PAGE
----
The American Dream development in New Jersey, which broke ground in 2004, will have to wait a bit longer for financing as a $1.1 billion sale of unrated tax-exempt bonds to complete the project was delayed.

The deal, which had been tentatively slated for Wednesday, may be hitting the market as early as Thursday, according to a market source, who cited a scheduling conflict and said it was possible the deal could come early next week.

Goldman Sachs is the underwriter on the Wisconsin Public Finance Authority’s revenue bonds for the megamall project in East Rutherford, N.J.

The PFA is issuing the debt on behalf of the New Jersey Sports & Exposition Authority, which operates the Meadowlands District where the project is located.

The issue consists of $800 million of limited obligation PILOT revenue bonds and $300 million of limited obligation grant revenue bonds. The deal is not rated.

Secondary market
In secondary trading municipal bonds finished stronger on Wednesday after the Federal Reserve raised interest rates.

The Federal Open Market Committee voted to hike the Fed funds target rate by 25 basis points to between 1% and 1.25%. Federal Reserve Bank of Minneapolis President Neel Kashkari was the lone dissenter, preferring to hold rates steady.

The yield on the 10-year benchmark muni general obligation fell four basis points to 1.84% from 1.88% on Tuesday, while the 30-year GO yield dropped four basis points to 2.69% from 2.73%, according to the final read of Municipal Market Data's triple-A scale.

There were no hints in the FOMC’s statement about future increases, although the Summary of Economic Projections, released at the same time, showed one more this year and three next year. The statement said “near-term risks to the economic outlook appear roughly balanced, but the committee is monitoring inflation developments closely.”

The market has questioned whether there will be another rate hike, following a weak consumer price index report, dropping the probability of another hike this year to 28% from 48%, according to Bloomberg.

The Fed offered details of its balance sheet normalization. It will roll off $10 billion a month to start: $6 billion from Treasuries and $4 billion from mortgage-backed securities. The caps will rise quarterly by those amounts until they hit $30 billion for Treasuries and $20 billion for mortgage-backeds. No details about when the process will begin or the size of the Fed’s balance sheet at the end were offered.

Treasuries finished weaker after the Fed hike, though off earlier highs. The yield on the two-year Treasury fell to 1.34% from 1.36% on Monday, the 10-year Treasury yield dropped to 2.14% from 2.20% while the yield on the 30-year Treasury bond decreased to 2.78% from 2.86%.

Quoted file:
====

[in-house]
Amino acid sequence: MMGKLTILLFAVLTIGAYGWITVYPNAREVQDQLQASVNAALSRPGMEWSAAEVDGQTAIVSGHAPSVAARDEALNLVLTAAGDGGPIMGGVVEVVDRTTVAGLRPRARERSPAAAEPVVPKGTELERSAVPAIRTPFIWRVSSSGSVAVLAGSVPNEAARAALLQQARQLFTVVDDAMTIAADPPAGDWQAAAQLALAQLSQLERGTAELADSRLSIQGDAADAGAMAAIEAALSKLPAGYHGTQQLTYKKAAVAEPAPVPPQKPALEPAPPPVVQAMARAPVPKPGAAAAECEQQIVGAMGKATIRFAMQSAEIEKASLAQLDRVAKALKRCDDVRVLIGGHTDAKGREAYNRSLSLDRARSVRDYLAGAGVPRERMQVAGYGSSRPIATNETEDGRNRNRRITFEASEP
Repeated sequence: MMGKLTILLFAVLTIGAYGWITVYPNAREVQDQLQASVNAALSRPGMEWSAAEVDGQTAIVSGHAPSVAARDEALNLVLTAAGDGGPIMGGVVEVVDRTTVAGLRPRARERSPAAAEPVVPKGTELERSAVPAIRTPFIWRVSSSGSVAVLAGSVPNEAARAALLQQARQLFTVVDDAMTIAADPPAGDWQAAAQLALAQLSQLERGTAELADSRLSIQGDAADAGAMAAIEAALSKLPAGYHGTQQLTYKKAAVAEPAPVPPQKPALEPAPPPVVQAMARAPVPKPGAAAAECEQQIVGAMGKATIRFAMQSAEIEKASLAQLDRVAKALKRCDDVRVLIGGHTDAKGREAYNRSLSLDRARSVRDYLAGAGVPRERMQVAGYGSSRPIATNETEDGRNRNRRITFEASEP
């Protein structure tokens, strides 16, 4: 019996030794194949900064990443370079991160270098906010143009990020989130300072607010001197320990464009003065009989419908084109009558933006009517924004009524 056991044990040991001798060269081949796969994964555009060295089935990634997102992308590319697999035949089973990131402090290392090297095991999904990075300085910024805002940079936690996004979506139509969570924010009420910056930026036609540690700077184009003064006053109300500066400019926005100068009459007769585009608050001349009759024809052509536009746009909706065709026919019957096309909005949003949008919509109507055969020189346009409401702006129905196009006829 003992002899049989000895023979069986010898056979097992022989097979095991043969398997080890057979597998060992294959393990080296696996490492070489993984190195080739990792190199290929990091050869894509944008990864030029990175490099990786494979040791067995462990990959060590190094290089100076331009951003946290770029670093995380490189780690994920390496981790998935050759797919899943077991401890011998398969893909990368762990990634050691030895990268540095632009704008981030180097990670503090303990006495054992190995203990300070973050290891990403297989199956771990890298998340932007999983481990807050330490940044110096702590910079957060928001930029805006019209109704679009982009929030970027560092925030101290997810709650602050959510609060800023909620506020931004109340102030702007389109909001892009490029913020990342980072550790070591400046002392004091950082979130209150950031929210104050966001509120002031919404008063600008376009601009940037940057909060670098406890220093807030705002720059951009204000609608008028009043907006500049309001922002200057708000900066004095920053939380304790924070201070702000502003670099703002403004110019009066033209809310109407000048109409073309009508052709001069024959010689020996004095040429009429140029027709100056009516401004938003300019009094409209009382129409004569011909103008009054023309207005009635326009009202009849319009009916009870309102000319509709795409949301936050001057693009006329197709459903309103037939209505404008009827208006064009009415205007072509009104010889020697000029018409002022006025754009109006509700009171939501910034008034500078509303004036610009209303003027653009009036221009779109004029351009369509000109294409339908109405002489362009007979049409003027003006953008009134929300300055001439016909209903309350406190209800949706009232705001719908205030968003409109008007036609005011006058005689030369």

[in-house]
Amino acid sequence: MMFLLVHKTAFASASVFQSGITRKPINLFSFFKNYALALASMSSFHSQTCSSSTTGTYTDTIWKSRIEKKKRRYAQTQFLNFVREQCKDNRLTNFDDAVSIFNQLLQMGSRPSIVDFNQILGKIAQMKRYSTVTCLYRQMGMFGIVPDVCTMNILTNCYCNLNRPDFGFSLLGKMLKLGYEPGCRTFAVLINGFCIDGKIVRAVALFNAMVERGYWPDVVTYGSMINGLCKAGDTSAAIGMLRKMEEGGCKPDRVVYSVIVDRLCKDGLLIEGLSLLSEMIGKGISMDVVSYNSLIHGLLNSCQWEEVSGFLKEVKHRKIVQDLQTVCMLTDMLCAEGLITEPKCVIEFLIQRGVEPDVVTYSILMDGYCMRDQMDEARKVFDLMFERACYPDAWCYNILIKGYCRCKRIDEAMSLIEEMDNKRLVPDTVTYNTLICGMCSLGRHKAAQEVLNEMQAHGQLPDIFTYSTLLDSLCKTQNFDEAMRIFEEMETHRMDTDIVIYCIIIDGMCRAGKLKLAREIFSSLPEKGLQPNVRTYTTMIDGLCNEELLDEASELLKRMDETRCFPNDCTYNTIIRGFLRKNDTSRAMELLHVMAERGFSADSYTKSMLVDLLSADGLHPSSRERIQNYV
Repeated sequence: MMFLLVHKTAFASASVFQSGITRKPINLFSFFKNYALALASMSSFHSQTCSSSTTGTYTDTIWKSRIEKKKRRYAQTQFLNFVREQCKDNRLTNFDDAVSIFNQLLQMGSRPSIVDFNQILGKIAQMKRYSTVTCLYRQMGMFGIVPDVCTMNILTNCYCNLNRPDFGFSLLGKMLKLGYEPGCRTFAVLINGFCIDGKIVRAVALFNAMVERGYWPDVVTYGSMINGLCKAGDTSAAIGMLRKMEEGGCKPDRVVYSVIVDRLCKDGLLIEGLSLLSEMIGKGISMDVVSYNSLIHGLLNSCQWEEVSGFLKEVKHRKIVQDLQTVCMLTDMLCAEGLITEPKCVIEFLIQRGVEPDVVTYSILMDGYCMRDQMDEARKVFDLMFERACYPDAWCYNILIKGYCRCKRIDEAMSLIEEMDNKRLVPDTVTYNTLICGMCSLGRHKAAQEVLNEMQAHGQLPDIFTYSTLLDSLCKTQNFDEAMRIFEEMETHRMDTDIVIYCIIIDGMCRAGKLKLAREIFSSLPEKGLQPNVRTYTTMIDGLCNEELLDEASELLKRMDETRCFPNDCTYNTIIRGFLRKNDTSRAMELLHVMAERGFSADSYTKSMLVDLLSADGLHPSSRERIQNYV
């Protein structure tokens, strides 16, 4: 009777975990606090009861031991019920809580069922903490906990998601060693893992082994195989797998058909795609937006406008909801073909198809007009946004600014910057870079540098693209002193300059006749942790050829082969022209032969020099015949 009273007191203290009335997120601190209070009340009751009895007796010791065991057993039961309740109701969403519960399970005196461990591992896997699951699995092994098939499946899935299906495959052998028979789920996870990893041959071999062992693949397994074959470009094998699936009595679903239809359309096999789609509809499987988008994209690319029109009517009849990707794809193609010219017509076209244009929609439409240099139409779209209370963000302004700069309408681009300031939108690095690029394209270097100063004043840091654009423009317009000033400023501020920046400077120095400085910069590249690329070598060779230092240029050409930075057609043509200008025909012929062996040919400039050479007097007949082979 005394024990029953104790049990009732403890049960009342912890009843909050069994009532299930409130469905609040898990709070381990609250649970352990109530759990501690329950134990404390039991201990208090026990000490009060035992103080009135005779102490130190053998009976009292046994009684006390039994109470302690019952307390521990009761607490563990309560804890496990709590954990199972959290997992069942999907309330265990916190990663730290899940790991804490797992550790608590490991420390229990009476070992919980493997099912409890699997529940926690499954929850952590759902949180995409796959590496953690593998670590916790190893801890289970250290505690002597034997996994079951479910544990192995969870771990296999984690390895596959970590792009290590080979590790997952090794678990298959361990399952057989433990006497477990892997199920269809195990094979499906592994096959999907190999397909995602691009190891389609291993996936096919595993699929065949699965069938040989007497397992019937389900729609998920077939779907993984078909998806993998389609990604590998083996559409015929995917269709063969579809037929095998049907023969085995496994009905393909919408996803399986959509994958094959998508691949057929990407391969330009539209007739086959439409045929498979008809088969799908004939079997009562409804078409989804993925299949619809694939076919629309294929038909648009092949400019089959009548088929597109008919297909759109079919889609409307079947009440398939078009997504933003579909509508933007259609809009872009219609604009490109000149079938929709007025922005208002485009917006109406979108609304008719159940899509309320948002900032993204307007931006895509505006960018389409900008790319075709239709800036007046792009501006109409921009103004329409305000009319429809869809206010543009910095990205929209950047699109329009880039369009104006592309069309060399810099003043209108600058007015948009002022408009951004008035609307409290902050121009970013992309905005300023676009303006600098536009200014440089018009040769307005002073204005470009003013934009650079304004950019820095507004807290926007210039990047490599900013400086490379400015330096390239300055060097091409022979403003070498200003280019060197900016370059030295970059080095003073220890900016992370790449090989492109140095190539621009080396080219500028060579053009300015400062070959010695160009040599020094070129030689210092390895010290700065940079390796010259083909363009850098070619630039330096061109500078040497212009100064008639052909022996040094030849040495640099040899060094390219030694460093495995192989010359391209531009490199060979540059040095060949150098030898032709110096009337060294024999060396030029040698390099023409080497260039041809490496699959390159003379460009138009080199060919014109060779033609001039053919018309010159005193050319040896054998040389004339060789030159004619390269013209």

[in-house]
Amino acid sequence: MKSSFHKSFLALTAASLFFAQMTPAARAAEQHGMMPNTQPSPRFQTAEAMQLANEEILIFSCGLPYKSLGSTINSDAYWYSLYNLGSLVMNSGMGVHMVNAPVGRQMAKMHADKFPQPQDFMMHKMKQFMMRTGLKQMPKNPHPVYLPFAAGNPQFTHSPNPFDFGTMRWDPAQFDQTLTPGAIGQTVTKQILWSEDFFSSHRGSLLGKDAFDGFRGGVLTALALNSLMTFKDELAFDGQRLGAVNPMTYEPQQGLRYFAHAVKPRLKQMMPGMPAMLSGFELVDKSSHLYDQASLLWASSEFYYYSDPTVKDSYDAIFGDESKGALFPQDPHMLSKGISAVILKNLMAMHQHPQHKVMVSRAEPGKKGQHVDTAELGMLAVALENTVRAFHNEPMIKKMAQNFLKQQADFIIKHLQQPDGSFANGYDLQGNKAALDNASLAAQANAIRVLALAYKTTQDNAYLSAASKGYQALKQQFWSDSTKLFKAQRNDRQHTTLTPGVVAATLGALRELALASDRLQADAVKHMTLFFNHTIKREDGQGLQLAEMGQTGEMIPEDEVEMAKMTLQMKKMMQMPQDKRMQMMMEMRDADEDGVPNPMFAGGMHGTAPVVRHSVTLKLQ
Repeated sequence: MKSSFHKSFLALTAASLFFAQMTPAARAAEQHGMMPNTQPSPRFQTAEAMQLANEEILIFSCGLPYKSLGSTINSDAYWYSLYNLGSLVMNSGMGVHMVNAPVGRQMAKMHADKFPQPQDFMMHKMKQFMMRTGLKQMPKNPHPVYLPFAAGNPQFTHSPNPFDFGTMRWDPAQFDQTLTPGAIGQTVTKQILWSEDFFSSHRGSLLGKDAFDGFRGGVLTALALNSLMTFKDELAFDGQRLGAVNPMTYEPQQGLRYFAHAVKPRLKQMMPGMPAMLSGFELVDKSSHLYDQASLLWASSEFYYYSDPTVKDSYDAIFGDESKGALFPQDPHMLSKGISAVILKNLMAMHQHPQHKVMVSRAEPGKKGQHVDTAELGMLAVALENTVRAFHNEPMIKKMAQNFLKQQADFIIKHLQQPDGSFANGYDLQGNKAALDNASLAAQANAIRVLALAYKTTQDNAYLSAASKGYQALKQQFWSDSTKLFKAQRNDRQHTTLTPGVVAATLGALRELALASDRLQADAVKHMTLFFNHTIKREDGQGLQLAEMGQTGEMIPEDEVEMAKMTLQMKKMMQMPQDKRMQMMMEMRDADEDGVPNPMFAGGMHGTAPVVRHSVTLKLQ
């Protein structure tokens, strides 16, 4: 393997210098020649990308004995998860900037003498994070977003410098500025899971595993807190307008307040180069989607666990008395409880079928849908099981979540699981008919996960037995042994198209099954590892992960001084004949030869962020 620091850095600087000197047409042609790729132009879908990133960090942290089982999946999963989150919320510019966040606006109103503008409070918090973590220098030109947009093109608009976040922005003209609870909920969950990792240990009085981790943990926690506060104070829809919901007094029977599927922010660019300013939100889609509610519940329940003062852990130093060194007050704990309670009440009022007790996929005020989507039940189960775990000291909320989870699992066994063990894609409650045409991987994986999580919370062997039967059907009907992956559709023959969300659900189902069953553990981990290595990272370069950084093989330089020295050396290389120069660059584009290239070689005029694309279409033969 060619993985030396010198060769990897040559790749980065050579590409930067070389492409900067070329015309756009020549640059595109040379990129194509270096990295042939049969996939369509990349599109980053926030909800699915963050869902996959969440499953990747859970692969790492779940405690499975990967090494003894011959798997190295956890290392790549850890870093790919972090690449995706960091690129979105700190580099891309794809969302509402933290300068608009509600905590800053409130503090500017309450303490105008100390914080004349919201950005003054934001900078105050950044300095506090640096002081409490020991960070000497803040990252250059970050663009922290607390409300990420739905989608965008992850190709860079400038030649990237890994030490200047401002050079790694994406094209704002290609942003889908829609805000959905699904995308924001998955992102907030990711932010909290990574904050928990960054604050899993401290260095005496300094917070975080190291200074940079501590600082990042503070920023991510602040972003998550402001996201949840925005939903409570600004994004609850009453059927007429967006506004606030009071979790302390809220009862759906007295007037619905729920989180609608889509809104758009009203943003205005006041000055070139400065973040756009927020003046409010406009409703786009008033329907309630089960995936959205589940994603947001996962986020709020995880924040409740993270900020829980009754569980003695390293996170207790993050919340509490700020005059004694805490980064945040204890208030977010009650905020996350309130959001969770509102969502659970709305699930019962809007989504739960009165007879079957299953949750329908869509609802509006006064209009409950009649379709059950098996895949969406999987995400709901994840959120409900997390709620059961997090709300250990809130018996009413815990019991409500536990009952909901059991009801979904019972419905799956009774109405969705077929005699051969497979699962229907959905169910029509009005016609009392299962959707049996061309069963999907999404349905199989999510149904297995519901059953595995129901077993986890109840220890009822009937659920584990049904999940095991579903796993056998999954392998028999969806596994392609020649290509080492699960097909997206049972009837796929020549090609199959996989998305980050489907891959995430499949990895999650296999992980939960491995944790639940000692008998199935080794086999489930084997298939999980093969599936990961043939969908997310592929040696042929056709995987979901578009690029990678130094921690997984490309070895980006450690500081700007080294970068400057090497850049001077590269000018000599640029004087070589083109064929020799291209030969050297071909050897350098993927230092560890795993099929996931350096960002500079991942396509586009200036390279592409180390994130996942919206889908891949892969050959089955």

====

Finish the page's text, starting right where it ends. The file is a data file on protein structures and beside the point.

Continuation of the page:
The 10-year muni to Treasury ratio was calculated at 86.1% on Wednesday, compared with 85.2% on Tuesday, while the 30-year muni to Treasury ratio stood at 96.7% versus 95.4%, according to MMD.

MSRB: Previous session's activity
The Municipal Securities Rulemaking Board reported 41,917 trades on Tuesday on volume of $7.98 billion.

Primary market
No major deals came to market on Wednesday as the market focused on the FOMC meeting in Washington.

On Thursday, Morgan Stanley is expected to price the state of Missouri’s $449.86 million of Series 2017A general obligation bonds.

The deal is rated Aa2 by Moody’s Investors Service and AA by S&P Global Ratings and Fitch Ratings.

Bank of America Merrill Lynch is expected to price the Hawaiian Electric Co. and it subsidiaries’ $265 million of special purpose revenue refunding bonds for the Department of Budget and Finance of the state of Hawaii.

The deal is rated Baa2 by Moody’s and A-minus by Fitch.

Citigroup is set to price the city of Long Beach, Calif.’s $172 million of harbor revenue bonds. The deal is rated AA by S&P and Fitch.

In the competitive arena, the Rock Hill School District No. 3 of York County, S.C., is selling $100 million of Series 2017B GOs.

The deal is rated Aa1 by Moody’s and AA by S&P.

BlackRock: Bright summer for munis
Municipal bonds posted their sixth straight month of positive returns, according to BlackRock’s June 2017 municipal market update from the muni team of Peter Hayes, head of the municipal bonds group, Sean Carney, head of municipal strategy and James Schwartz, head of municipal credit research.

“Municipals posted a positive return in May as rates fell amid continued policy uncertainty in Washington, and supported by a favorable supply/demand dynamic,” according to the report, which came out on Wednesday morning. “New issuance of $34.2 billion was down 19% versus last year and below expectations. At the same time, demand for the asset class remained firm and broad based.”

The firm, which manages $118 billion in municipal assets on behalf of clients, also said new issue supply was easily absorbed and, in fact, oversubscribed at an average rate of 4.5 times.

“Flows reflected a continued investor search for yield, with long-term and high-yield funds capturing the most assets.”

On the credit front, BlackRock said state income tax collections disappointed in April, as investors opted to defer declaring investment income in anticipation of lower tax rates.

“The weak collections exacerbate an already slow revenue growth trend and will likely test some states’ ability to balance their budgets before fiscal year-end (June 30 for most).”

The team also noted that investors remain yield-focused, favoring long-term and high-yield funds. BlackRock said it likes flexible strategies that can navigate rate and policy uncertainty.

The S&P Municipal Bond Index returned 1.32% in May and 3.49% year-to-date. Credit and long duration broadly outperformed as post-election fears continued to diminish and investors placed a premium on higher-yielding assets,” the report said.

Gary Siegel contributed reporting on the Fed to this report.

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